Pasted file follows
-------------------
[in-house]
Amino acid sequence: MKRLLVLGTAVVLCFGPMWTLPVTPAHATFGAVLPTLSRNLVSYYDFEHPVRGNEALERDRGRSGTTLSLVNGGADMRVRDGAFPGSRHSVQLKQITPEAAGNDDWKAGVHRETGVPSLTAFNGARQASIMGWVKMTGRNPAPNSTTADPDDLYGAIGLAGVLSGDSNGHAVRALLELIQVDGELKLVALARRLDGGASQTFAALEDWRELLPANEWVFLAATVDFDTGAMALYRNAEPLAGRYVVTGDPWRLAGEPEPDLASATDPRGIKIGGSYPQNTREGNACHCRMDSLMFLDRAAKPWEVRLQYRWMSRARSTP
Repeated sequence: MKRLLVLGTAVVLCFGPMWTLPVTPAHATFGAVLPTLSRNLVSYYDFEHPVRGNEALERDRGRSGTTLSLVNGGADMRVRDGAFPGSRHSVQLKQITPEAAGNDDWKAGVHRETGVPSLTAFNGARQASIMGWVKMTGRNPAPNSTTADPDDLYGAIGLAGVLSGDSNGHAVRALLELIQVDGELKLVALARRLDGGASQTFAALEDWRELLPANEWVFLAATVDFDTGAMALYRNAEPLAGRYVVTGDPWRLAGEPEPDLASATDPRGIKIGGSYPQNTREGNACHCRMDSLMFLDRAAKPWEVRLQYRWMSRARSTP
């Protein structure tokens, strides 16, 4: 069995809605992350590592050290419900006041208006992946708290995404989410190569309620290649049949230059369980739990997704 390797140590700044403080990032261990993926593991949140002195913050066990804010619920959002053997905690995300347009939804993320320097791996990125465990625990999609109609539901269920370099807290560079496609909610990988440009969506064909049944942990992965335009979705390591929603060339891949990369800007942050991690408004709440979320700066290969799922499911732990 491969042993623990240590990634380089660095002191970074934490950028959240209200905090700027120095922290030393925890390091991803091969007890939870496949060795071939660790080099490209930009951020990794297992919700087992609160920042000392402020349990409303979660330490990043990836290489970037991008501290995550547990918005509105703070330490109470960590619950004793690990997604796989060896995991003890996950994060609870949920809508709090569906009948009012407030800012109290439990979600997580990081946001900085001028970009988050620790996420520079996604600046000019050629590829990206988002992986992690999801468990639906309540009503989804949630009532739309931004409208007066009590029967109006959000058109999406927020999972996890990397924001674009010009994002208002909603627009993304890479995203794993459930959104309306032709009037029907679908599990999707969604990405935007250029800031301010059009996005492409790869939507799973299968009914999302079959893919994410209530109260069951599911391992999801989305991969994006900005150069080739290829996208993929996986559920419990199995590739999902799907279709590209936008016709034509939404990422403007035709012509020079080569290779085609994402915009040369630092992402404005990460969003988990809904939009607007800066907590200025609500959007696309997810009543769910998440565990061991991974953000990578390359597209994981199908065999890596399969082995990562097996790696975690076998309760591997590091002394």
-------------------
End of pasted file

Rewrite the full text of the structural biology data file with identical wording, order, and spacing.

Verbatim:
[in-house]
Amino acid sequence: MKRLLVLGTAVVLCFGPMWTLPVTPAHATFGAVLPTLSRNLVSYYDFEHPVRGNEALERDRGRSGTTLSLVNGGADMRVRDGAFPGSRHSVQLKQITPEAAGNDDWKAGVHRETGVPSLTAFNGARQASIMGWVKMTGRNPAPNSTTADPDDLYGAIGLAGVLSGDSNGHAVRALLELIQVDGELKLVALARRLDGGASQTFAALEDWRELLPANEWVFLAATVDFDTGAMALYRNAEPLAGRYVVTGDPWRLAGEPEPDLASATDPRGIKIGGSYPQNTREGNACHCRMDSLMFLDRAAKPWEVRLQYRWMSRARSTP
Repeated sequence: MKRLLVLGTAVVLCFGPMWTLPVTPAHATFGAVLPTLSRNLVSYYDFEHPVRGNEALERDRGRSGTTLSLVNGGADMRVRDGAFPGSRHSVQLKQITPEAAGNDDWKAGVHRETGVPSLTAFNGARQASIMGWVKMTGRNPAPNSTTADPDDLYGAIGLAGVLSGDSNGHAVRALLELIQVDGELKLVALARRLDGGASQTFAALEDWRELLPANEWVFLAATVDFDTGAMALYRNAEPLAGRYVVTGDPWRLAGEPEPDLASATDPRGIKIGGSYPQNTREGNACHCRMDSLMFLDRAAKPWEVRLQYRWMSRARSTP
């Protein structure tokens, strides 16, 4: 069995809605992350590592050290419900006041208006992946708290995404989410190569309620290649049949230059369980739990997704 390797140590700044403080990032261990993926593991949140002195913050066990804010619920959002053997905690995300347009939804993320320097791996990125465990625990999609109609539901269920370099807290560079496609909610990988440009969506064909049944942990992965335009979705390591929603060339891949990369800007942050991690408004709440979320700066290969799922499911732990 491969042993623990240590990634380089660095002191970074934490950028959240209200905090700027120095922290030393925890390091991803091969007890939870496949060795071939660790080099490209930009951020990794297992919700087992609160920042000392402020349990409303979660330490990043990836290489970037991008501290995550547990918005509105703070330490109470960590619950004793690990997604796989060896995991003890996950994060609870949920809508709090569906009948009012407030800012109290439990979600997580990081946001900085001028970009988050620790996420520079996604600046000019050629590829990206988002992986992690999801468990639906309540009503989804949630009532739309931004409208007066009590029967109006959000058109999406927020999972996890990397924001674009010009994002208002909603627009993304890479995203794993459930959104309306032709009037029907679908599990999707969604990405935007250029800031301010059009996005492409790869939507799973299968009914999302079959893919994410209530109260069951599911391992999801989305991969994006900005150069080739290829996208993929996986559920419990199995590739999902799907279709590209936008016709034509939404990422403007035709012509020079080569290779085609994402915009040369630092992402404005990460969003988990809904939009607007800066907590200025609500959007696309997810009543769910998440565990061991991974953000990578390359597209994981199908065999890596399969082995990562097996790696975690076998309760591997590091002394």